Is Felicite a saint or a simple-minded servant? Is she neither or both? Outline your perspective on her character as compared to Mme. Aubain’s. How do they differ?
I’m not entirely sure if saint is the correct adjective to use in this instance but I do believe that Felicite was just an overall good quality person. She had a kind and caring heart that led her to do the right thing, care for other people and strive to know god. I think that she fits the simple-minded servant better than being called a saint. She had a lot of rough times throughout the story from losing her parents, to being beaten for something she did not even do. Throughout all of this she was able to keep a good heart and mind. I think a major difference between Aubain and Felicite is that Felicite just wanted to show her affection up front all the time. By that I mean that she just wanted to to spend all of her time with Mme.Aubain’s kids and nurturing them. Aubain wanted what was best for her kids all of the time but this sometimes led to her doing things that did not seem very nice at the moment like sending them off to school for their betterment. Felicite seems like a more “saintly” person up front as she spends a lot of time in devotion and prayer. She is a lot softer spoken and kinder up front while Aubain is a bit less careful with her words. However, Aubain does not beat around the bush, so to speak, and also has her priorities set in a lot deeper where are Felicite has an imagination that rivals a child.
How are women imagined & characterized in the poems you read? What attitude is implied? Is it dual or contradictory? Does Baudelaire give similar weight to the description of men? What definitions of womanliness are depicted, affirmed, or criticized in his work?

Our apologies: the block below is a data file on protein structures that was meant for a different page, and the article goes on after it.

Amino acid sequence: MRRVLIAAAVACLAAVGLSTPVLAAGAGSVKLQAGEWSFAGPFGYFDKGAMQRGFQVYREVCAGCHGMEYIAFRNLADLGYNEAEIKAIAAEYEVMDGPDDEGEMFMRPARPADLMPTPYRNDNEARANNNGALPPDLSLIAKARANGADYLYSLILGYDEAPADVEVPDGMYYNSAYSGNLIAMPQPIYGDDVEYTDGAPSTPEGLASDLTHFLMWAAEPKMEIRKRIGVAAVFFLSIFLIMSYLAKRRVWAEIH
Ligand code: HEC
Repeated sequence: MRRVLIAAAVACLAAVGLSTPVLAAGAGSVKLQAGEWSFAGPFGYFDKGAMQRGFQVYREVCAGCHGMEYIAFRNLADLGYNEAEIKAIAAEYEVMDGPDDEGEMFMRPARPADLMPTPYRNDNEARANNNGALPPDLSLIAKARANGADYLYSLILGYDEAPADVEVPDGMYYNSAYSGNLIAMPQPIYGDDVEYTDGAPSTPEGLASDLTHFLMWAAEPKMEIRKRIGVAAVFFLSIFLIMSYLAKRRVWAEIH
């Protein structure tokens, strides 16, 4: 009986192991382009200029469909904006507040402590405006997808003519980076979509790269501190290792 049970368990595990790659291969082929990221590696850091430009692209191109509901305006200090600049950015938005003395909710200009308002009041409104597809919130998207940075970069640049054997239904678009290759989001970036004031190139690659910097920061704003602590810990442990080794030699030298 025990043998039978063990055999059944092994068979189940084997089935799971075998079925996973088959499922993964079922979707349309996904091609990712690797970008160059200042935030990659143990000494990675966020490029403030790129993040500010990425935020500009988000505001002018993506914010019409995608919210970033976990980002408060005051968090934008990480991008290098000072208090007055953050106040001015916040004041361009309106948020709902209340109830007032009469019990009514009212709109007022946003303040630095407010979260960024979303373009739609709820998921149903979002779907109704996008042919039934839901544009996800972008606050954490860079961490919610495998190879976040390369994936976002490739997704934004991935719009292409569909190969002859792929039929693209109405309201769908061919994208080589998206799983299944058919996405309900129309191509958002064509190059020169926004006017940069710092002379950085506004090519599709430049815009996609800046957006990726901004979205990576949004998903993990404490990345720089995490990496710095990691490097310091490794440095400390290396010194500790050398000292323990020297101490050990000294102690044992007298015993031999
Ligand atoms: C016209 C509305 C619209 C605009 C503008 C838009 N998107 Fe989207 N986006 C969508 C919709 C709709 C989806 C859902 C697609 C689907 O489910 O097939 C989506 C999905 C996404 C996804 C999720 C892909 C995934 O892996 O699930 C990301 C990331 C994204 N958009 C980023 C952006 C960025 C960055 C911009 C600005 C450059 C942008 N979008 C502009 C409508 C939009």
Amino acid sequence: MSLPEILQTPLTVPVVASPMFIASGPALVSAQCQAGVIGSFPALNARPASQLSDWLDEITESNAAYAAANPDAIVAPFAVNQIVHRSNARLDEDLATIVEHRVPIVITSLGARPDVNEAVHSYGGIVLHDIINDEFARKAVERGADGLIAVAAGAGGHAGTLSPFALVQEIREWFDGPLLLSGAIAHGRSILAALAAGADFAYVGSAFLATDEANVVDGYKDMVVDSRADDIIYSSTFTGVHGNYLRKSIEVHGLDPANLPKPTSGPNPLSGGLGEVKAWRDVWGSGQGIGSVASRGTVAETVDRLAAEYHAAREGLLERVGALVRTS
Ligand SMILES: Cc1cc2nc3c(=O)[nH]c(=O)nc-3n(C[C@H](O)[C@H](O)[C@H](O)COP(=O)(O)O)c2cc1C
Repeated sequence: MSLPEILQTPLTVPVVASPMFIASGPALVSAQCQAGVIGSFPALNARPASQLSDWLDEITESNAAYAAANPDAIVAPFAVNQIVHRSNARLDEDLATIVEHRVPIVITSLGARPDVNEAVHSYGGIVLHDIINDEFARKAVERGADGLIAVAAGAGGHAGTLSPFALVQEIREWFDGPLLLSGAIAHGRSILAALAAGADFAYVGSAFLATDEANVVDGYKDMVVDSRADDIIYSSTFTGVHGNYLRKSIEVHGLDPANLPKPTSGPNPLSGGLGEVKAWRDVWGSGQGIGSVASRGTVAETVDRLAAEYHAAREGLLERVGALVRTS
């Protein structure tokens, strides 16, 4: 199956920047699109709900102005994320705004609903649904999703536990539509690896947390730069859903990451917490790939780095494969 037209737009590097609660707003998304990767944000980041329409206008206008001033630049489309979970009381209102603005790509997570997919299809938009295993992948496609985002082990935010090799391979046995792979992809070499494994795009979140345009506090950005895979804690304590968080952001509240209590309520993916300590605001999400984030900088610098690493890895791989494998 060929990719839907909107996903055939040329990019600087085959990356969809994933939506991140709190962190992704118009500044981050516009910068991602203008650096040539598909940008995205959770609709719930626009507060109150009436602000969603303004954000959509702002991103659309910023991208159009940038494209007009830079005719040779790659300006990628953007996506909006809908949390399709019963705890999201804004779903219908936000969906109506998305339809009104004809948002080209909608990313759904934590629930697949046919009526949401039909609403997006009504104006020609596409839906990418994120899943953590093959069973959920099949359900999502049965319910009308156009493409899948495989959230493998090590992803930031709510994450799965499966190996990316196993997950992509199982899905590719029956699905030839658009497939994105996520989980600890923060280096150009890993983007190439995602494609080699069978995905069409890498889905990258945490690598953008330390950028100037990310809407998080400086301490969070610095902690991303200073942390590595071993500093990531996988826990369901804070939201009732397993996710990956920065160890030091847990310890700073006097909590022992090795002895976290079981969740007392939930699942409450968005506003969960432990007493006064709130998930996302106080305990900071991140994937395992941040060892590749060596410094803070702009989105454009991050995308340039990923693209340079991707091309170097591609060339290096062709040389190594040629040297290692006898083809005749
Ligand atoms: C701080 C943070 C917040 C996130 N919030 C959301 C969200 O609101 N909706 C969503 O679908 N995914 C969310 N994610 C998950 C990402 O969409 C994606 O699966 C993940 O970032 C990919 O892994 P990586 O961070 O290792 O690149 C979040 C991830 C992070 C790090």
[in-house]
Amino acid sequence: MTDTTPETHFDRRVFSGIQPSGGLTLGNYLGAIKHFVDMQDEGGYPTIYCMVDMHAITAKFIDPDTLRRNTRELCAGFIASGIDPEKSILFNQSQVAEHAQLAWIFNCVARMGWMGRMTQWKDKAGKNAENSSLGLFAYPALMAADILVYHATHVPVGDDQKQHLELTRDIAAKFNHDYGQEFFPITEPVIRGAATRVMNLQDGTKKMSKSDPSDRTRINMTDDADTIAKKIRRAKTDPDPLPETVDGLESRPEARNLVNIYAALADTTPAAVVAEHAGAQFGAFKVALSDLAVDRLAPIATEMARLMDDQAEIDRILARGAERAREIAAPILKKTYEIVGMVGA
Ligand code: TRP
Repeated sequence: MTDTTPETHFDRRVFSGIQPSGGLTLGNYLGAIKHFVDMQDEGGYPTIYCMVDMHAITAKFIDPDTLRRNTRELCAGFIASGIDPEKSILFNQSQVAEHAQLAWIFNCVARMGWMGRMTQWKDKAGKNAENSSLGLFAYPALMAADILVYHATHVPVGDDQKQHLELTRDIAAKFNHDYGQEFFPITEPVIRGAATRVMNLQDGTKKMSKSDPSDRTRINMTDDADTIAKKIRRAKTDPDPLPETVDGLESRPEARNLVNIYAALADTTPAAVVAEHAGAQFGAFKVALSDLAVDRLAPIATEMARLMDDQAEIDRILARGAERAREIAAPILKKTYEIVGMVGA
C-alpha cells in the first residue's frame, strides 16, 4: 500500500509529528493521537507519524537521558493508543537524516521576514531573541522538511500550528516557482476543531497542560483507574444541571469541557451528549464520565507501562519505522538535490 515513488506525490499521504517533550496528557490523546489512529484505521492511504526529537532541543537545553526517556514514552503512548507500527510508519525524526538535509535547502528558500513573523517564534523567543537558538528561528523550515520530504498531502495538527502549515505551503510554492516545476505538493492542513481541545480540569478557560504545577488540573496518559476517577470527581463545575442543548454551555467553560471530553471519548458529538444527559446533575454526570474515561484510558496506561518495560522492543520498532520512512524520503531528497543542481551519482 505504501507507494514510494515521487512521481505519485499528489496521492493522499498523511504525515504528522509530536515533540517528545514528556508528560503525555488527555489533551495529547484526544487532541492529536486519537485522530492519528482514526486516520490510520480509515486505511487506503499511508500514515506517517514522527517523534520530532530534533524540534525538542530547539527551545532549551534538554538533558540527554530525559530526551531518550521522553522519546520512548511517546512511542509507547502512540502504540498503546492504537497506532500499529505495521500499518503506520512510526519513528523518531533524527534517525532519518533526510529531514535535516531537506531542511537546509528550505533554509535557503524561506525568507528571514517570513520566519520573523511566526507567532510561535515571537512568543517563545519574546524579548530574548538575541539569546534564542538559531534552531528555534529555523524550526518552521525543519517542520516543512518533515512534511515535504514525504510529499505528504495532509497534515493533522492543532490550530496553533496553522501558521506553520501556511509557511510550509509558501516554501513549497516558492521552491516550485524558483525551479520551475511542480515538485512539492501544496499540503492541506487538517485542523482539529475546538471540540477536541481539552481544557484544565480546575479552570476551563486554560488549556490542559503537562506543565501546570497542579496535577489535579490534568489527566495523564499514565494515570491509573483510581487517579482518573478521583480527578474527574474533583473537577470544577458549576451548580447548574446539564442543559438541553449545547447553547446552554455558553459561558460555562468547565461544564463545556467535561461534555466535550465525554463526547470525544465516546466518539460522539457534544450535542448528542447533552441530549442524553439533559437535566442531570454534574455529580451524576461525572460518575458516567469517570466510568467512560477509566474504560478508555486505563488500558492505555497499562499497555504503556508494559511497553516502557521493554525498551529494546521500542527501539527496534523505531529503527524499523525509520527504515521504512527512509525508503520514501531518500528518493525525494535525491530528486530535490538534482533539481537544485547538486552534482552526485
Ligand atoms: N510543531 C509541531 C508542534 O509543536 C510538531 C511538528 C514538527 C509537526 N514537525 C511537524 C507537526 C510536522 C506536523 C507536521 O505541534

Baudelaire, I thought, is very confusing in his work. On one hand, he says all of these extremely poetic and deep meaning things about girls and their beauty, femininity and tenderness and on the other hand he talks about them in a way that just makes the male population sounds like a bunch of terrible people describing them in a way that is very lustful and provocative. When he talks about men its mostly just to say that males are weak minded and lots of other harsh stereotypes.
3. How are Chidam and Chandara distinct from Rama and Sita?
The two groups are pretty much the exact opposite. Rama and Sita are very kind and unselfish while Chidam and Chandara are really just looking for how they can help themselves. Rama and Sita were always looking for how they could help someone else while Chidam and Chandara had some different kinds of morals and looked out for themselves.
4. Pick a Yeat’s poem and discuss what it communicates to you and why.
I chose When You Are Old because it was one that kind of stuck out to me. I think it was kind of a bummer for sure when the actress kept shooting down the guy who actually liked her for her and not just cause she was famous. People suck sometimes so I was kind of rooting for him to just kick her to the curb and move on but he really did love her so he continued to do so. I thought this was pretty cool.
I completely agree with your comparison of Rama and Sita to Chidam and Chandara, they definitely seem to be the polar opposites of one another. I was rooting for the guy to get the actress as well, but such is life. Great post.
Thank you for sharing about the way When You Are Old reminded you of your grandparents. I actually was reminded of myself when I read it because I spend a lot of time on regret and on worrying about getting old and regretting things all over again. I wonder if this poem is about keeping that reminiscing to when you are old. It’s a sad thing for me to do but a rather touching activity to read about elderly people doing.